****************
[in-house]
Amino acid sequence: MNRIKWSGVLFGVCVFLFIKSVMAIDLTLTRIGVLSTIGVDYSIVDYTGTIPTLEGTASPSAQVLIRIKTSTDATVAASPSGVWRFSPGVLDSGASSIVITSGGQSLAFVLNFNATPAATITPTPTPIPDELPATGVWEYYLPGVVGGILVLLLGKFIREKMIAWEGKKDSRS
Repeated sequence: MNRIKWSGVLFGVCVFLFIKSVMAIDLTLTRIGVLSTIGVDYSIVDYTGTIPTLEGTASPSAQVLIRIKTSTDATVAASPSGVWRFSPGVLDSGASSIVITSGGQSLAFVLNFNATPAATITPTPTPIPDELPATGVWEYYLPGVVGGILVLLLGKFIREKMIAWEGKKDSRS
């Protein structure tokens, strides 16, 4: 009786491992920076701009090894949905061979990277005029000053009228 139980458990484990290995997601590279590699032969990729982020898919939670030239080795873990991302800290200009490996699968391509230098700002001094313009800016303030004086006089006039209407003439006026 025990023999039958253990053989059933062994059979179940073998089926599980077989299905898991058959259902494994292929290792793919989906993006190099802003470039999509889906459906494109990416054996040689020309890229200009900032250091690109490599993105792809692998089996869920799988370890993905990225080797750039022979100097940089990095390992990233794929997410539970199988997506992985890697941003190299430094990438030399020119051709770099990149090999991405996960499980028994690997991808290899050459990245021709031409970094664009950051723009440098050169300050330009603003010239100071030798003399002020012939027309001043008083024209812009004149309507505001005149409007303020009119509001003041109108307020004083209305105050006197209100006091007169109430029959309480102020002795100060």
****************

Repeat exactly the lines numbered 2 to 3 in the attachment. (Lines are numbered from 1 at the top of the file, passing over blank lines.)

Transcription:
Amino acid sequence: MNRIKWSGVLFGVCVFLFIKSVMAIDLTLTRIGVLSTIGVDYSIVDYTGTIPTLEGTASPSAQVLIRIKTSTDATVAASPSGVWRFSPGVLDSGASSIVITSGGQSLAFVLNFNATPAATITPTPTPIPDELPATGVWEYYLPGVVGGILVLLLGKFIREKMIAWEGKKDSRS
Repeated sequence: MNRIKWSGVLFGVCVFLFIKSVMAIDLTLTRIGVLSTIGVDYSIVDYTGTIPTLEGTASPSAQVLIRIKTSTDATVAASPSGVWRFSPGVLDSGASSIVITSGGQSLAFVLNFNATPAATITPTPTPIPDELPATGVWEYYLPGVVGGILVLLLGKFIREKMIAWEGKKDSRS